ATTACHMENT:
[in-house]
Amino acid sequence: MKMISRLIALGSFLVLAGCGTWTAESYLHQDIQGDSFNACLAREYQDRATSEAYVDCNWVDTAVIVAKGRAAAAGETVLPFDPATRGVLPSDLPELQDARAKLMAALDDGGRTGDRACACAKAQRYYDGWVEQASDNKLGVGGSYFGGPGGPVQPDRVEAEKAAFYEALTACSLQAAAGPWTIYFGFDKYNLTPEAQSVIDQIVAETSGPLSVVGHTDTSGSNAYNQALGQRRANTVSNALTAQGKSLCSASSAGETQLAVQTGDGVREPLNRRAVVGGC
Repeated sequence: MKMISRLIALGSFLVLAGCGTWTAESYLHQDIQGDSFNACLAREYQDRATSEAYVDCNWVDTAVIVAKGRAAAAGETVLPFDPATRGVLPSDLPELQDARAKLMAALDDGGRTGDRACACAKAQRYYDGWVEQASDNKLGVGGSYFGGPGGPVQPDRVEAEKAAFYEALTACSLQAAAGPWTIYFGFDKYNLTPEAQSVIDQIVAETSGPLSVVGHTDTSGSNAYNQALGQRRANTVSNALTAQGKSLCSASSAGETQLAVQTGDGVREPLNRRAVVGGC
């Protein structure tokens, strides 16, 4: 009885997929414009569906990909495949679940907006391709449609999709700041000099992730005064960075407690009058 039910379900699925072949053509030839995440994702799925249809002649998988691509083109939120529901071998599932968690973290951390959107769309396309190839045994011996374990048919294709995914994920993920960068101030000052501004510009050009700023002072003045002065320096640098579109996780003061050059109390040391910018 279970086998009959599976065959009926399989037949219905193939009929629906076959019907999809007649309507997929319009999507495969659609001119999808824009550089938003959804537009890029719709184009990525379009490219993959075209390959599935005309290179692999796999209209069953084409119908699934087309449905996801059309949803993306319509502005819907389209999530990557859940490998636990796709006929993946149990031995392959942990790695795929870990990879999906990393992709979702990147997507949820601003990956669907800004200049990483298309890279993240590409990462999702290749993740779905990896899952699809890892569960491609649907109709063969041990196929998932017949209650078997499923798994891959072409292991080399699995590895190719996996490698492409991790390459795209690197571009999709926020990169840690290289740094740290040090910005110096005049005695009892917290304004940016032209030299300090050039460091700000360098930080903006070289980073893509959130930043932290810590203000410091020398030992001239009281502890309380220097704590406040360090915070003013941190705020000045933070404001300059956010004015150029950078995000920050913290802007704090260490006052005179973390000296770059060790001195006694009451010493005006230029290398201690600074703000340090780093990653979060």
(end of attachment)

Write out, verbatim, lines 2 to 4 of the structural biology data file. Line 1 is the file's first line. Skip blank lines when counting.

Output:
Amino acid sequence: MKMISRLIALGSFLVLAGCGTWTAESYLHQDIQGDSFNACLAREYQDRATSEAYVDCNWVDTAVIVAKGRAAAAGETVLPFDPATRGVLPSDLPELQDARAKLMAALDDGGRTGDRACACAKAQRYYDGWVEQASDNKLGVGGSYFGGPGGPVQPDRVEAEKAAFYEALTACSLQAAAGPWTIYFGFDKYNLTPEAQSVIDQIVAETSGPLSVVGHTDTSGSNAYNQALGQRRANTVSNALTAQGKSLCSASSAGETQLAVQTGDGVREPLNRRAVVGGC
Repeated sequence: MKMISRLIALGSFLVLAGCGTWTAESYLHQDIQGDSFNACLAREYQDRATSEAYVDCNWVDTAVIVAKGRAAAAGETVLPFDPATRGVLPSDLPELQDARAKLMAALDDGGRTGDRACACAKAQRYYDGWVEQASDNKLGVGGSYFGGPGGPVQPDRVEAEKAAFYEALTACSLQAAAGPWTIYFGFDKYNLTPEAQSVIDQIVAETSGPLSVVGHTDTSGSNAYNQALGQRRANTVSNALTAQGKSLCSASSAGETQLAVQTGDGVREPLNRRAVVGGC
């Protein structure tokens, strides 16, 4: 009885997929414009569906990909495949679940907006391709449609999709700041000099992730005064960075407690009058 039910379900699925072949053509030839995440994702799925249809002649998988691509083109939120529901071998599932968690973290951390959107769309396309190839045994011996374990048919294709995914994920993920960068101030000052501004510009050009700023002072003045002065320096640098579109996780003061050059109390040391910018 279970086998009959599976065959009926399989037949219905193939009929629906076959019907999809007649309507997929319009999507495969659609001119999808824009550089938003959804537009890029719709184009990525379009490219993959075209390959599935005309290179692999796999209209069953084409119908699934087309449905996801059309949803993306319509502005819907389209999530990557859940490998636990796709006929993946149990031995392959942990790695795929870990990879999906990393992709979702990147997507949820601003990956669907800004200049990483298309890279993240590409990462999702290749993740779905990896899952699809890892569960491609649907109709063969041990196929998932017949209650078997499923798994891959072409292991080399699995590895190719996996490698492409991790390459795209690197571009999709926020990169840690290289740094740290040090910005110096005049005695009892917290304004940016032209030299300090050039460091700000360098930080903006070289980073893509959130930043932290810590203000410091020398030992001239009281502890309380220097704590406040360090915070003013941190705020000045933070404001300059956010004015150029950078995000920050913290802007704090260490006052005179973390000296770059060790001195006694009451010493005006230029290398201690600074703000340090780093990653979060």